General Motors has confirmed a massive recall on every single Chevrolet Bolt EV it’s released thus far, following numerous cases of vehicles bursting into flames.
The recall will see the American giant replace the battery modules in each model on a voluntary, cautionary basis. GM claims that fire-risk issues stem with defects in the LG-supplied batteries, specifically a defect in the battery module that can cause a ‘short’ in a cell, in turn causing a fire.
It’s understood that at least 10 Chevrolet Bolt fires have been formally confirmed, including one fire that resulted in a house burning down. This represents a very small fraction of the amount of Bolts sold, but given GM’s recall history (particularly the infamous ignition switch saga) it’s good to see the brand being proactive.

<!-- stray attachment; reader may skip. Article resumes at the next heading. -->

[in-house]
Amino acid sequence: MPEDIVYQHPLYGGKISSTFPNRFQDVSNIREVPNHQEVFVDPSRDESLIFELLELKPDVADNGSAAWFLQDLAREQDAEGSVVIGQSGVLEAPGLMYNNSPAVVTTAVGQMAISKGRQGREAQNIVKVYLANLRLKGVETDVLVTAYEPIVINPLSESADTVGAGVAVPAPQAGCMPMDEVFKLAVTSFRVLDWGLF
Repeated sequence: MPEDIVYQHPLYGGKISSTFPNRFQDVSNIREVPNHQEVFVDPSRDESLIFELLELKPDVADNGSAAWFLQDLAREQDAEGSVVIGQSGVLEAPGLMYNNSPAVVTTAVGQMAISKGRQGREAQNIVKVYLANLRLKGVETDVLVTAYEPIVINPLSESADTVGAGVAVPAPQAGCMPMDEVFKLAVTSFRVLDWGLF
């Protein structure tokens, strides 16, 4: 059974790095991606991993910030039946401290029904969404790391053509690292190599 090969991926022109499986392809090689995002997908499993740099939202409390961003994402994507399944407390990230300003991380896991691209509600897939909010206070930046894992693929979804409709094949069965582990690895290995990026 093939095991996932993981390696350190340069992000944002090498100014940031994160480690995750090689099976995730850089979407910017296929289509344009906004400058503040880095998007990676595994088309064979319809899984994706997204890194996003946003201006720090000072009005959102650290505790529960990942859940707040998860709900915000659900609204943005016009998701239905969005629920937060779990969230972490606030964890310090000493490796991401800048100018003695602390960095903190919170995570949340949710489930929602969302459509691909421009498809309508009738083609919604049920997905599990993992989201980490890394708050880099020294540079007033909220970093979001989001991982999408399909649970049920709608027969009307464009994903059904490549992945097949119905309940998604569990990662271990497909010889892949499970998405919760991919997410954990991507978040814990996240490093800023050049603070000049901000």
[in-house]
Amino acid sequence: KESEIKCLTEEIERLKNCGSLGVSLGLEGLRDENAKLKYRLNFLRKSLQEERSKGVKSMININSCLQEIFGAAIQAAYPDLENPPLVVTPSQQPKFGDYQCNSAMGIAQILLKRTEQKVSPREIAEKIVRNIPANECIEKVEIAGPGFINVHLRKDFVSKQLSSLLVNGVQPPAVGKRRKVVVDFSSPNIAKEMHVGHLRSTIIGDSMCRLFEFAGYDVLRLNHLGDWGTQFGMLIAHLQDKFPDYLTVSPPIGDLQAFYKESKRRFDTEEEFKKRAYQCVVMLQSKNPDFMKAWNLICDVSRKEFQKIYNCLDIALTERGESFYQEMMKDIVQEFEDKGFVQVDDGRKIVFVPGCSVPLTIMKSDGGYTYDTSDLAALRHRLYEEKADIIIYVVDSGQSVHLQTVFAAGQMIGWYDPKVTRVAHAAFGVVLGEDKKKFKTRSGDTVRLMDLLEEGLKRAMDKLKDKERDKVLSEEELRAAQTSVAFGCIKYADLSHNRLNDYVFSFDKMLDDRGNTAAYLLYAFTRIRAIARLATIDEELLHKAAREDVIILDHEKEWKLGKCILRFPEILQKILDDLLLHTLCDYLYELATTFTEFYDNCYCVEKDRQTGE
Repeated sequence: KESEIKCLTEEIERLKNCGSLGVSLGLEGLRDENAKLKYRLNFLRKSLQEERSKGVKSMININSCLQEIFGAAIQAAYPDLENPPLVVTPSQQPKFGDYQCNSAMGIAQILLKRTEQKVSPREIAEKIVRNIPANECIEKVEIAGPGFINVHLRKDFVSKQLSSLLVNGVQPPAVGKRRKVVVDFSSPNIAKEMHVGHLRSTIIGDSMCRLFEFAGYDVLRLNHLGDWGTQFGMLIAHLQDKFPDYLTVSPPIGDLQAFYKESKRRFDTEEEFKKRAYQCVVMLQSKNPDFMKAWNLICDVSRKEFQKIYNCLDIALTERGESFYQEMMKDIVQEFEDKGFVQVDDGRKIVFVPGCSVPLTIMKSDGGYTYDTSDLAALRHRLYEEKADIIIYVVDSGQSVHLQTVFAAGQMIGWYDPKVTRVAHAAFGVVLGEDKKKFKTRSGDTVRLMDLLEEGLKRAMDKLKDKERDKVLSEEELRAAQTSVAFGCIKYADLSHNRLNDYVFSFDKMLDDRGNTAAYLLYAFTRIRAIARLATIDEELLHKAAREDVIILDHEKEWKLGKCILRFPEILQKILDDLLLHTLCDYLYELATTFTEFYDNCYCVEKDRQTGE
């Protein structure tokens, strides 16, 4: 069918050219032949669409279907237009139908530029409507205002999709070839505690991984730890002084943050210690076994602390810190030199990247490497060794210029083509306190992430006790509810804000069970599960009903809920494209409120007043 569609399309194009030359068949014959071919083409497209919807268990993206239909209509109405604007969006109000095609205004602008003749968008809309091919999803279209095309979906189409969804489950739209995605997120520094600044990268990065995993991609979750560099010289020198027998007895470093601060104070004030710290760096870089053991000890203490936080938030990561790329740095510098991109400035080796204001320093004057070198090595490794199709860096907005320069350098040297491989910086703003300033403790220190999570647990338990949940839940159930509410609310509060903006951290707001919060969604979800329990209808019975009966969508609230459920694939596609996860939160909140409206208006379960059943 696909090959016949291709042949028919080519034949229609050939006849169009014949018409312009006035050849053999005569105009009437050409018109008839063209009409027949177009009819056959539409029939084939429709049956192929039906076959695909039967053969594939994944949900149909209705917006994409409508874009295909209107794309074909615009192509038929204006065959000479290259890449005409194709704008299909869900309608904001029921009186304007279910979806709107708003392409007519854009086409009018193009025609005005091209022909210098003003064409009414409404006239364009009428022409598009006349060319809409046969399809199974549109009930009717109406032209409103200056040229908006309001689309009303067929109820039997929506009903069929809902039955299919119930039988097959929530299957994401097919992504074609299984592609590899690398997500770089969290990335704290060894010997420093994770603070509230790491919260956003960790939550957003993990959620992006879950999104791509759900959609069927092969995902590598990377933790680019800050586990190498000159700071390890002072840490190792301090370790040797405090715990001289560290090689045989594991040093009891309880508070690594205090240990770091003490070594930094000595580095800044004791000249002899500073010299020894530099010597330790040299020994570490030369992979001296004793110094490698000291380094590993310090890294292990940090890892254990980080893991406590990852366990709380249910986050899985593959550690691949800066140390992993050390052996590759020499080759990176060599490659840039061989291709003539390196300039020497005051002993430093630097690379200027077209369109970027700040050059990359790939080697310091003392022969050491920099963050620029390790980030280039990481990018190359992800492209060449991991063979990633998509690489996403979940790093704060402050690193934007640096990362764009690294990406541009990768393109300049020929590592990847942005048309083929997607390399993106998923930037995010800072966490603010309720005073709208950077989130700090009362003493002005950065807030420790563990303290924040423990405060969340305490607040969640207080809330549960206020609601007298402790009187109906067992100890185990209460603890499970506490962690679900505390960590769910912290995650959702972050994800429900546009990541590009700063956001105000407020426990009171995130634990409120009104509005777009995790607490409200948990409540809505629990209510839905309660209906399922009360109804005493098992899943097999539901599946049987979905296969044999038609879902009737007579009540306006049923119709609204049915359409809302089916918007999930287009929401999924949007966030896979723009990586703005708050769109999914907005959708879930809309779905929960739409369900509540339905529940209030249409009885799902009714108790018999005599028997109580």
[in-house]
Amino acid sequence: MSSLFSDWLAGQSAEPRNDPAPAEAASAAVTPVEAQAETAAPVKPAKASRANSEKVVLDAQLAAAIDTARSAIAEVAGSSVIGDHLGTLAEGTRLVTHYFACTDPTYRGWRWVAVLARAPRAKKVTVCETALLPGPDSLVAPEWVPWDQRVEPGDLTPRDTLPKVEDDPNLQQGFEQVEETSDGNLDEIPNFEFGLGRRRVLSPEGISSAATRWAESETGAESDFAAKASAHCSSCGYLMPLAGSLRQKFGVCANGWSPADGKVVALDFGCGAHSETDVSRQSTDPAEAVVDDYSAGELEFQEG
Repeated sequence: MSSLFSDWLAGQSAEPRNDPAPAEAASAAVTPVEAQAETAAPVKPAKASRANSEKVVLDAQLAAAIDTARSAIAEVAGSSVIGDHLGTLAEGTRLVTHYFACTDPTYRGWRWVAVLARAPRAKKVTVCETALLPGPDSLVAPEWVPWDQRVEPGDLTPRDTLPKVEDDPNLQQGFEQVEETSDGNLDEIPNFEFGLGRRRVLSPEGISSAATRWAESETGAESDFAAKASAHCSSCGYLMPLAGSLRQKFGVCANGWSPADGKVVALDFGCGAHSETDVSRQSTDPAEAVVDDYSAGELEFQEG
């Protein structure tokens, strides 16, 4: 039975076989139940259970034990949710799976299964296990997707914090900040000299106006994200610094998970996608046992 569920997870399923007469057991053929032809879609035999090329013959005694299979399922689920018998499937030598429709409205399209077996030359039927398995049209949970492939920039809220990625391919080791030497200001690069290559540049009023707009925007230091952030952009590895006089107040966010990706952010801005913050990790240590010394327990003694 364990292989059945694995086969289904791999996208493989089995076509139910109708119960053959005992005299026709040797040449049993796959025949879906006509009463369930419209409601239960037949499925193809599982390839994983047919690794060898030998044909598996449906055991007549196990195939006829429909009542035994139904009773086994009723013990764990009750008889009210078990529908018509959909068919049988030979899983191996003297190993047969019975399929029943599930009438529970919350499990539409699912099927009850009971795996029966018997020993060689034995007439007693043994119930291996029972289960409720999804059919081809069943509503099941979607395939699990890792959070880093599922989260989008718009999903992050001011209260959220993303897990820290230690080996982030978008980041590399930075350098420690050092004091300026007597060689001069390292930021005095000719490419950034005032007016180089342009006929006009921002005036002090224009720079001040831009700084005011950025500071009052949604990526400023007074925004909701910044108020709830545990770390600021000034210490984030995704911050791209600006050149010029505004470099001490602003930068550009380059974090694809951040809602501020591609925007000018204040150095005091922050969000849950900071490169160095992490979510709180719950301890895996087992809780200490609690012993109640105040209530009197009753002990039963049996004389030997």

“Our focus on safety and doing the right thing for our customers guides every decision we make at GM,” says Doug Parks, GM executive vice president of global product development, purchasing, and supply chain.
“As leaders in the transition to an all-electric future, we know that building and maintaining trust is critical. GM customers can be confident in our commitment to taking the steps to ensure the safety of these vehicles.”
GM first recalled its 2017 and 2018 Bolts in late 2020. More recently, the company advised that owners should park their vehicles outside, adding that owners should also not deplete the charge in their vehicles below 70 miles (or around 112km).
This new recall includes all previously recalled models, while adding all 2019 models as well as the new Bolt EUV SUV to the mix. It’s reported that the recall will cost GM a massive US$1billion to perform.
The Bolt has never been offered in New Zealand. But, as rumours of General Motors expanding its offering in Australia following the closing down of Holden continue to swirl, it’s not hard to imagine that the diminutive EV could one day join the national fleet.